The Amazing Mechanical Metronome

April 25, 2018, 9:25 AM · "Let's try doing this in time, a little more evenly," I said to my seven-year-old student as I removed the lid of the metronome and flipped the arm into motion.

I started explaining what to do next: play the note on every other beat, with a beat of rest in between. Slightly complicated, but this little one was already a pretty adept musician, from a family of musicians, so I was pretty sure she'd understand. I took another breath to explain more, when I noticed that she was no longer listening.


"I...I thought it was just a decoration," she stammered, staring at metronome. Tick. Tick. Tick...

metronomeAh, my big, old-fashioned mechanical metronome. I didn't realize that this fairly new student of mine had not seen it in motion yet. And apparently, she'd never seen a mechanical metronome, ever!

"I didn't know it was some kind of a machine," she continued, wide eyes still fixed on the swinging arm, "a machine that - how does it work?"

Okay change of plans, my little "play on the beat" lesson was not going to happen at this very moment, for sure!

I explained to her that the metronome keeps an even beat. First you wind it up, then the weight on the arm of the metronome helps keep it in motion. I placed the weight low on the arm, to show her how fast it can tick. Then I placed it has high is it could go, to show her how slow it could beat. I even demonstrated my particular Wittner metronome's crazy bell, which gives a startling DING every set number of beats when you activate it.


Of course, there's an app for all that, as well as countless varieties of electronic and battery-run metronomes that will fit right in your case.

But for elegance of design, connection to history, and even dependability -- I'll take the big, old-fashioned metronome any day. When the batteries run out, the electricity goes off and the Internet goes down, that little wooden box will keep ticking!

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April 25, 2018 at 04:41 PM · Can you still purchase these today?

April 25, 2018 at 05:29 PM · I have a plastic one of these, not wooden, but it looks similar. At work teaching middle school science we have a lesson on pendulums. The take-home of the lesson is that the period of the swing (ie how many beats per minute) is dependent on the pendulum's length and not on the weight or the starting angle (for small angles). The mechanical metronome illustrates that concept perfectly as you move the weight up and down to make it move slower and faster.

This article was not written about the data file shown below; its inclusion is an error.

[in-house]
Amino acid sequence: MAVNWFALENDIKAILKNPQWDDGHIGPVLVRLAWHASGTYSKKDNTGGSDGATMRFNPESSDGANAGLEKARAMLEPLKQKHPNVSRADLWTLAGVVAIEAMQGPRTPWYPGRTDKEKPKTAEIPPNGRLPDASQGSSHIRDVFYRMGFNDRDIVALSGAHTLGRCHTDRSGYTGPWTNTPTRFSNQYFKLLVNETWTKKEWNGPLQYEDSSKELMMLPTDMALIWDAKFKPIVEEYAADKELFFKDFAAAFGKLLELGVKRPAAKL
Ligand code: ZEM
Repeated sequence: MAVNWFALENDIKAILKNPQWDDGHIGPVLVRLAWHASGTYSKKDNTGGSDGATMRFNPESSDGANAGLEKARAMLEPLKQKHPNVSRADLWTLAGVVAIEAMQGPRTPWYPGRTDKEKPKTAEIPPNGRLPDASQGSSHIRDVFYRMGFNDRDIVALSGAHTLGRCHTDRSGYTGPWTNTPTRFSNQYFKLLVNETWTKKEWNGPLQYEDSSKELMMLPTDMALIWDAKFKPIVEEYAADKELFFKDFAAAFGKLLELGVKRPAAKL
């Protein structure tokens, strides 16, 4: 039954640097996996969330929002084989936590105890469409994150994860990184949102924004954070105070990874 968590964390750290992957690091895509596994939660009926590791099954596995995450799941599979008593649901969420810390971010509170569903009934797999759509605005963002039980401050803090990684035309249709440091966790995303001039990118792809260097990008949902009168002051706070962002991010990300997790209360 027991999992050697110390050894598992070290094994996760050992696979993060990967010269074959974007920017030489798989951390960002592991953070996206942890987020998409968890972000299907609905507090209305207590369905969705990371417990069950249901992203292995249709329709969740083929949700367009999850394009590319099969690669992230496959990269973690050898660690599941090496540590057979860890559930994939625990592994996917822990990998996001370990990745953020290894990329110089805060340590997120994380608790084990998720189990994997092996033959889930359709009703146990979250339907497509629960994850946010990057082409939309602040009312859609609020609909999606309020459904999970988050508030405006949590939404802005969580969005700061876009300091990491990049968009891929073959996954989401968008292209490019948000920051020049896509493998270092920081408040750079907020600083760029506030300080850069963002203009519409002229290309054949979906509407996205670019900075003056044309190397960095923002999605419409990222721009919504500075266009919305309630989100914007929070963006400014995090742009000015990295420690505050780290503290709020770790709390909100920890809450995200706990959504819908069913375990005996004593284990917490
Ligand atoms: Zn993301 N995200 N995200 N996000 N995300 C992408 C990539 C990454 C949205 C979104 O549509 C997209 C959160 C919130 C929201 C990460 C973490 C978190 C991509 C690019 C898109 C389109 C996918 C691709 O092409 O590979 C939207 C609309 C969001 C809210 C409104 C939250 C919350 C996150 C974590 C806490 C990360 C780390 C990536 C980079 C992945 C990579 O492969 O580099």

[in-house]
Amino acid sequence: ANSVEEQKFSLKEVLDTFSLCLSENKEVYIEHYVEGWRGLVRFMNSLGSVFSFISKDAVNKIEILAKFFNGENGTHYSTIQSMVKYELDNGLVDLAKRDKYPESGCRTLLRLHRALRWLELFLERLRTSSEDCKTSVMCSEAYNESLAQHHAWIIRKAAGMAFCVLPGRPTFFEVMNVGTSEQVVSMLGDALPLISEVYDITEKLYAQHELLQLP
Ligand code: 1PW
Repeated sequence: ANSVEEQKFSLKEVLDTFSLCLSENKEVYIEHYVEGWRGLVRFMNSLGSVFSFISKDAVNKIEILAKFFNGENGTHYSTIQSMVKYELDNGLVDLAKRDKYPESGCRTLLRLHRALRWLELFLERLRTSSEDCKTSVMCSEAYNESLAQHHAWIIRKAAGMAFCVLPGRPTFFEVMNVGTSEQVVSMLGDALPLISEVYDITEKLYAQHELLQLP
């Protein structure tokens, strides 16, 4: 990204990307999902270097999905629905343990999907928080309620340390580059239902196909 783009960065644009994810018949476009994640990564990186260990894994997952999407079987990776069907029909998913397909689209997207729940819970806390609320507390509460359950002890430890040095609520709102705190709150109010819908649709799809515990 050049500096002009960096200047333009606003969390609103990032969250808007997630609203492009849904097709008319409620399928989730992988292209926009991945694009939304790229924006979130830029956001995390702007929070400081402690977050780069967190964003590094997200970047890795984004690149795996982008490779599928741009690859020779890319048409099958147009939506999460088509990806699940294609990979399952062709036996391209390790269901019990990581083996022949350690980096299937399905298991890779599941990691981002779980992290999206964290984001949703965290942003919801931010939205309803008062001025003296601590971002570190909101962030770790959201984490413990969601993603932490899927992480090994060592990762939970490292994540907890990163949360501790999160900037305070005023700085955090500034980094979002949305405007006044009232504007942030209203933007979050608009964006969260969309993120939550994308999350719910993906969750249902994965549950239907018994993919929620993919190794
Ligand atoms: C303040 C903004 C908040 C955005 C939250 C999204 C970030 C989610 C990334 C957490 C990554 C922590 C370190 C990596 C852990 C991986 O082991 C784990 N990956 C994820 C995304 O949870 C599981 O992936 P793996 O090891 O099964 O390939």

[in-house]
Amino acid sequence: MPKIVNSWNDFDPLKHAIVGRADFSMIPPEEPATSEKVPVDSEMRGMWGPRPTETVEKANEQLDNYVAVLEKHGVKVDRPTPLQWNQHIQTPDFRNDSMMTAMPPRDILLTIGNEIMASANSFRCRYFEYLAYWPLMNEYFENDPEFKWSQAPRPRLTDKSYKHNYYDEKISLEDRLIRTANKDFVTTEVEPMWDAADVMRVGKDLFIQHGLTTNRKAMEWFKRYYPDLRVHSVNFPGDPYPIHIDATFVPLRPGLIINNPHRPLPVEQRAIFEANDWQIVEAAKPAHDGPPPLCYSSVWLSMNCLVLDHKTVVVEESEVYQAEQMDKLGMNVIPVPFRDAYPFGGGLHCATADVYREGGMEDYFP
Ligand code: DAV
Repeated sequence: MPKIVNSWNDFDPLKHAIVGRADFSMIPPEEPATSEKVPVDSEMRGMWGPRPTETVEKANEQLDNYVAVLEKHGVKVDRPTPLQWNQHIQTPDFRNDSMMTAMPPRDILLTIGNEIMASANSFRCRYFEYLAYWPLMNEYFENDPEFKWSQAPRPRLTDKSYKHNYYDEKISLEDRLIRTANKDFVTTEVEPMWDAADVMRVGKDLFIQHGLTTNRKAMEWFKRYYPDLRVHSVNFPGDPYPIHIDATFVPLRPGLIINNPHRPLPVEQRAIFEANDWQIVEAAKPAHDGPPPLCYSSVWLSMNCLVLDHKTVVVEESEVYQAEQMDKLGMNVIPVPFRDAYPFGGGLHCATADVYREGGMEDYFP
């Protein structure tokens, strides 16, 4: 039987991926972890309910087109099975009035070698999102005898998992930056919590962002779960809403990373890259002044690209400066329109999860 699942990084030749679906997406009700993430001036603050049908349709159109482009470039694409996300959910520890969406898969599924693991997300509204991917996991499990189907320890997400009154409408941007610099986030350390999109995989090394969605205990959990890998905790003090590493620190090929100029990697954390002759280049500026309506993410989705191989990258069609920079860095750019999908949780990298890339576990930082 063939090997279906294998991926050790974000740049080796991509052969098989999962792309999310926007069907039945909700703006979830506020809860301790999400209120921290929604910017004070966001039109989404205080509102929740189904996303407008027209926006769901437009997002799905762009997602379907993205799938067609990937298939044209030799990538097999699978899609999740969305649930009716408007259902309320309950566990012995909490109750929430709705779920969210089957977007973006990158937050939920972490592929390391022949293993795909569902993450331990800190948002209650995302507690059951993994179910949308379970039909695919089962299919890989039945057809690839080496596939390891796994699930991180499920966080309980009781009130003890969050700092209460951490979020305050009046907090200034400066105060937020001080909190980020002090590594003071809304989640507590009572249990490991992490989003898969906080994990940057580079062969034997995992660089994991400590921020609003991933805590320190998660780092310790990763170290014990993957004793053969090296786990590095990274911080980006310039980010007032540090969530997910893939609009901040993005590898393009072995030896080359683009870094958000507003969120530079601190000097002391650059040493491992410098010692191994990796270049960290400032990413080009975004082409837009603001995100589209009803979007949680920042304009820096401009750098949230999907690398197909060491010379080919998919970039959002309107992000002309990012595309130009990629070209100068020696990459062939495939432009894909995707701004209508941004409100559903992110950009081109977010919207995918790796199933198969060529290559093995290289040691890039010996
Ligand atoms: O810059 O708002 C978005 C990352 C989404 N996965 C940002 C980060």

April 25, 2018 at 05:54 PM · You certainly can, behold what I saw just a few months ago at the NAMM Show! These are all Wittner metronomes.

April 25, 2018 at 06:01 PM · Karen, so does that mean that the weight on the metronome basically "shortens" or "lengthens" the arm? I confess that I don't fully understand the nitty-gritty of the physics involved!

April 25, 2018 at 06:02 PM · I grew up with one of these beautiful pieces of furniture! Nostalgia notwithstanding, most of theses go uneven over time, not to mention having to rewind them every few minutes. Subdivisions? Forget it! Light flash AND sound? Nope. Light flash but NO sound? Not a chance. Incremental tempo changes that’s programmable for passage/loop practice? Volume? Different tones? Oh, forget it...

April 25, 2018 at 07:41 PM · To be sure, I do have two other electric metronomes plus and app. But I use the mechanical one most often!

April 25, 2018 at 09:35 PM · I am not even sure I would know how to operate a mechanical metronome. I have used electric ones since the very beginning.

April 25, 2018 at 09:55 PM · I have a mechanical pendulum metronome* that has been in my family since early in the last century, and still works perfectly. The only thing you have to aware of with these things is to make sure it is on an absolutely level surface, otherwise you'll being hearing your young pupil playing to and copying an uneven rhythm!

[Edit added 26/4/2018]:

* The brass plate on its front says “Metronome de Maëlzel, Paris France, Londres, Bruxelles, Hollande, Amerique”. Its working range is from 40 – 208 in increments of powers of 2 from 2 to 16.

April 25, 2018 at 11:34 PM · You're making me feel bad! I've had several Wittner wood metronomes over the years, but they've all been passed along to others. Oh well.

April 26, 2018 at 12:43 PM · I found a Seth Thomas metronome at a local antique store, it's from the late 60's and in excellent condition. One of my true treasures!

April 26, 2018 at 11:15 PM · Laurie, the arm of the metronome acts like a pendulum, as others have mentioned. For physical purposes, the length of the pendulum is the distance from the pivot to its centre of gravity, not the end of the arm itself. The pendulum of a clock places the weight at the very end to maximize its effective length. The weight on a metronome arm moves up and down so you you can adjust its effective length, hence the speed at which it swings.

April 27, 2018 at 03:02 AM · I have a digital tuner/metronome. Tuner's fine; hate the metronome - way too quiet on maximum volume. My teacher (much younger than me) was surprised that my solution was to buy a Yamaha mechanical. Can hear that in another room! She thought it was pretty funny that was my solution and hadn't thought of it, but hey, whatever works.

April 28, 2018 at 09:47 PM · But I don't think you can buy an automaton (Maëlzel's other well-known invention) these days! These days it can all be done by computer, yes, really by computer, not by a human being sitting inside.

April 28, 2018 at 11:20 PM · I have one that is a Seth Thomas brand. I've had it since childhood, and my mother probably had it before then. It seems to be a bit uneven, though, so I use a phone app!

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